Tornado Preparedness

In the United States, tornadoes annually cause an average of 70 fatalities and 1500 injuries. Tornadoes can occur at any time of the year and most often strike between 3:00 PM and 9:00 PM. In the northern states, the peak tornado season is June through August. 

Tornado Watch - A Watch is issued when weather conditions are such that a tornado is possible in and near the watch area. Watches are issued by the National Weather Service Storm Prediction Center; the watch area is typically large and may cover numerous counties or states. 

Tornado Warning - A Warning is issued by a local forecast office when a tornado has been sighted or is indicated by weather radar. There is an imminent threat to life and property - take action immediately!  Warnings typically encompass a much smaller area that may be impacted by a tornado identified by a forecaster, on radar, or by a trained spotter/law enforcement, who is watching the storm. 

A tornado can have whirling winds of up to 300 miles per hour and its path of destruction can be more than one mile wide and 50 miles long and can devastate a neighborhood in seconds. You may have little warning, so preparation and planning are key to reducing injuries. It is important to know what to do before, during, and after a tornado. 


Identify the safe places at home, work, and school. Locate local shelters and be aware of the tornado risk in your area.

  • Practice tornado drills at home and school.
  • Have a plan for how family members will contact one another during an emergency. Establish an out-of-area contact (such as a relative or family friend) who can coordinate family members' locations and information should you become separated. Make sure children learn the phone numbers and addresses and be sure they know the emergency plans. 
  • Prepare a family disaster supplies kit; families with children should create a personal pack for each child. 
  • Watch for danger signs which include: dark, often greenish sky; large hail; a large, dark, low-lying cloud that may be rotating; and a loud roar similar to a freight train.


During a Tornado Watch

  • Remain inside, away from windows and doors. 
  • Listen to the radio or TV. Keep a battery-operated radio or a NOAA (National Oceanic and Atmospheric Administration) Weather Radio.
  • Make sure your family disaster supplies kit is readily accessible.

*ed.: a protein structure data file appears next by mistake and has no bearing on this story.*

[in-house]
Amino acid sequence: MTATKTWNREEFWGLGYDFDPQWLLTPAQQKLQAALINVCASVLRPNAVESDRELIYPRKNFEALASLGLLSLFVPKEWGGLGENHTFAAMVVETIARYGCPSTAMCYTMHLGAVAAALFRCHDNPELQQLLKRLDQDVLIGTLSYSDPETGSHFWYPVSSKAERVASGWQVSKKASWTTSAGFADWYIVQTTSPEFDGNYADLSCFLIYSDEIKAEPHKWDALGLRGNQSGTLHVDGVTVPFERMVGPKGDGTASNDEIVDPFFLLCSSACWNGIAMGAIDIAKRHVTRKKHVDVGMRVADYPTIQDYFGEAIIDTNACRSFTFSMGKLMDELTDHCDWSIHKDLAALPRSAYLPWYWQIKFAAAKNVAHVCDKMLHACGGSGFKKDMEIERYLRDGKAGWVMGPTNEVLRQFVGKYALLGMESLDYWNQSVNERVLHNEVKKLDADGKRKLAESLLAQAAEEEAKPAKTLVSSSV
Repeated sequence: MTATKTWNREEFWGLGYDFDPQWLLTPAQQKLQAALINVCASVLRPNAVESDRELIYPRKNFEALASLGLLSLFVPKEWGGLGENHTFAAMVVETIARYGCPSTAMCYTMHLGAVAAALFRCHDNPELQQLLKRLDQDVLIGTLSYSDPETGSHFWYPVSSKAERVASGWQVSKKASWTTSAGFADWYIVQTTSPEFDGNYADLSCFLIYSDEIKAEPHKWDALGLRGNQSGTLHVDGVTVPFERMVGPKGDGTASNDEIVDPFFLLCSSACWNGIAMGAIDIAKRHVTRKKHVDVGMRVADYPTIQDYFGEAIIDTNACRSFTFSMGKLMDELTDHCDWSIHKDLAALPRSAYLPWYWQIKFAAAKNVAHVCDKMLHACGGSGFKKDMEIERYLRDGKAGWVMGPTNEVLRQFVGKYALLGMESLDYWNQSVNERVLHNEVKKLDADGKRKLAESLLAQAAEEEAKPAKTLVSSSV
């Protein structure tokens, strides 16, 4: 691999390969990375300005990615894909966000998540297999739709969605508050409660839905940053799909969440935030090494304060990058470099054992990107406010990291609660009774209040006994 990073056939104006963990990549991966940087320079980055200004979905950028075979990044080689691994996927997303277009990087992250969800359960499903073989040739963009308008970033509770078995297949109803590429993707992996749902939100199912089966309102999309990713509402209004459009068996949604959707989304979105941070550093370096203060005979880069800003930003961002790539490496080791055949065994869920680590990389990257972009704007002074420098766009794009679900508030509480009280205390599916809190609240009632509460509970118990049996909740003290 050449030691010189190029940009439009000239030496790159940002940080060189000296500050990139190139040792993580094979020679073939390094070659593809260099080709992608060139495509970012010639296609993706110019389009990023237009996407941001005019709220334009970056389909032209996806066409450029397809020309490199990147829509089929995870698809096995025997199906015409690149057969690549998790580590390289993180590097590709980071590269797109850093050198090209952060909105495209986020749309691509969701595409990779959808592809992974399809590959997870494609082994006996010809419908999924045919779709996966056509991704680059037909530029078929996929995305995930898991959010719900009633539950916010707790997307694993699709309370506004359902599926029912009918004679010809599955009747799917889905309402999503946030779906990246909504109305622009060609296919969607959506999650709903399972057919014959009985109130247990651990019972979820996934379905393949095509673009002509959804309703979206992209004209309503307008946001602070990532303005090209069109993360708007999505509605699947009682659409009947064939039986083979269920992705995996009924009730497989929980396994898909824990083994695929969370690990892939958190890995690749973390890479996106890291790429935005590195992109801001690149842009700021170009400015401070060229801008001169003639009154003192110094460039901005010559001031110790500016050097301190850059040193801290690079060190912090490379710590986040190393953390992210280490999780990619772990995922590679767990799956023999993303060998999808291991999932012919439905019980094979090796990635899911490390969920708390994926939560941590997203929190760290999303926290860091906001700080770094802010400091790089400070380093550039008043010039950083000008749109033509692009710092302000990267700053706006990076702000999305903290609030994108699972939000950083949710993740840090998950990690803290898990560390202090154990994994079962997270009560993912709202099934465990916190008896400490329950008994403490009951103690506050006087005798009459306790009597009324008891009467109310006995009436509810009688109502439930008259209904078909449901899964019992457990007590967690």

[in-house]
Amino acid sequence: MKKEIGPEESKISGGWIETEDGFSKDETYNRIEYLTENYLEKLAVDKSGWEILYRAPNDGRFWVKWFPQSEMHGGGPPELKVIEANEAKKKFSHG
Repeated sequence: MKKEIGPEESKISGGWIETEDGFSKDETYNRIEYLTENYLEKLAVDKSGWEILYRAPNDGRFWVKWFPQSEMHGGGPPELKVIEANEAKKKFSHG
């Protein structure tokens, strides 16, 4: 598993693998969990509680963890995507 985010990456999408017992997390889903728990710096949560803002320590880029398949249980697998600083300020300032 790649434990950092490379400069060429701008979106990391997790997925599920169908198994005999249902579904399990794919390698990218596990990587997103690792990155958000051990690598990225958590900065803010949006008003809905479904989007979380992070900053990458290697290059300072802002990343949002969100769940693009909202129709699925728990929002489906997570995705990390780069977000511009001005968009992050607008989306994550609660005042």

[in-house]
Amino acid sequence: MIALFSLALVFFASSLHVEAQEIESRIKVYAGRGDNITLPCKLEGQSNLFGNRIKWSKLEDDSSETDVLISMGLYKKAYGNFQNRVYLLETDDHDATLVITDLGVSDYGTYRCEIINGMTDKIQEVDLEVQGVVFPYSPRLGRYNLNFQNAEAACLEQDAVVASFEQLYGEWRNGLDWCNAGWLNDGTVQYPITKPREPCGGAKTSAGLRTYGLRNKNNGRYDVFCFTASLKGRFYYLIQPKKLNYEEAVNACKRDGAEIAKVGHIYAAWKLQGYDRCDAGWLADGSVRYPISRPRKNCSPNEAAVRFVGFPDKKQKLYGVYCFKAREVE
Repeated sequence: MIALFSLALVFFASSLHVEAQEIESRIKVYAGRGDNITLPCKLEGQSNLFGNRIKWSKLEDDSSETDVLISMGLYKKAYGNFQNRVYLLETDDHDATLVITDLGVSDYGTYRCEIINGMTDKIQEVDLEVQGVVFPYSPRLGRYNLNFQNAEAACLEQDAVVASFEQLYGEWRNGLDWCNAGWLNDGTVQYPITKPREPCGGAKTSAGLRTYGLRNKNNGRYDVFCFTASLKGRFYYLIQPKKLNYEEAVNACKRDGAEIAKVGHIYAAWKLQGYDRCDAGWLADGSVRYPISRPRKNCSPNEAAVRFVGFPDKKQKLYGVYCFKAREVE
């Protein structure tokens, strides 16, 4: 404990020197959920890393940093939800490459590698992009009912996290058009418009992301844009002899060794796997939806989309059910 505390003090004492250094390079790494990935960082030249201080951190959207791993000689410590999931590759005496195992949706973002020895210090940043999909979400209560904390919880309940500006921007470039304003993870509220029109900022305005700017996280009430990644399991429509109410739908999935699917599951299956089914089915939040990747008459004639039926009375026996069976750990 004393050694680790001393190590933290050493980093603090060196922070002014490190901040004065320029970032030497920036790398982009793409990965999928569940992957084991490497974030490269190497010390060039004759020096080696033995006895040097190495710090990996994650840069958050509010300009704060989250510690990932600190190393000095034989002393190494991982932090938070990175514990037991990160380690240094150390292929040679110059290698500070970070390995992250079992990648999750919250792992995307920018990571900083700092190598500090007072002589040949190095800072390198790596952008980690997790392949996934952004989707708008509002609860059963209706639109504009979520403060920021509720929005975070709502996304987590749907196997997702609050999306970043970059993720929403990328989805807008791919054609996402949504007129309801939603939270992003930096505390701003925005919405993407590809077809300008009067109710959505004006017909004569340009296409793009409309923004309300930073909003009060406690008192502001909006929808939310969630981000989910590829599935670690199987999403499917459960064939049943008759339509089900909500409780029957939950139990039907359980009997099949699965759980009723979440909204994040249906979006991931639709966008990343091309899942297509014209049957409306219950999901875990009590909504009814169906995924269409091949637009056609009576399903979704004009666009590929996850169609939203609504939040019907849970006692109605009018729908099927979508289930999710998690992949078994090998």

• Be alert during a thunderstorm watch. Severe thunderstorms can produce tornadoes; being prepared will give you more time should the weather turn severe.

 During a Tornado Warning

  • Listen to the radio or TV for weather updates and instructions from local officials. 
  • If you get caught in a tornado, take shelter immediately. 
  • If you are in a building, go to the lowest building level. If there is no basement, go to the center of an interior room on the lowest level - put as many walls as possible between you and the outside. Stay away from windows, corners, doors, and outside walls; be aware of flying debris. Get under a heavy object, such as a table and use your arms to protect your head and neck - layers of clothes, pillows, or even a mattress can be pulled over you to protect you from flying debris. Do NOT open windows.
  • If you are in a vehicle, trailer, or mobile home, get out immediately and go to the lowest floor of a nearby sturdy building or storm shelter. 
  • If you are outside with no shelter, lie flat in a nearby ditch or depression and cover your head with your arms. Be aware of the potential for flooding. Do NOT get under an overpass or a bridge - you are safer in a low, flat location. 
  • Never try to outrun a tornado in a vehicle in an urban or congested area - leave the vehicle immediately for safer shelter. 


  • Continue to listen to the news and weather updates.
  • Stay away from downed power lines, broken glass, and other storm debris. 
  • Be aware of the possibility of broken gas lines and chemical spills; if you smell gas or chemical fumes, immediately evacuate the area and contact authorities. 
  • Stay out of damaged buildings and return home only after authorities have issued an all-clear signal. 
  • Help injured or trapped people.
  • Check on others who may need assistance such as older adults, children, and people with disabilities.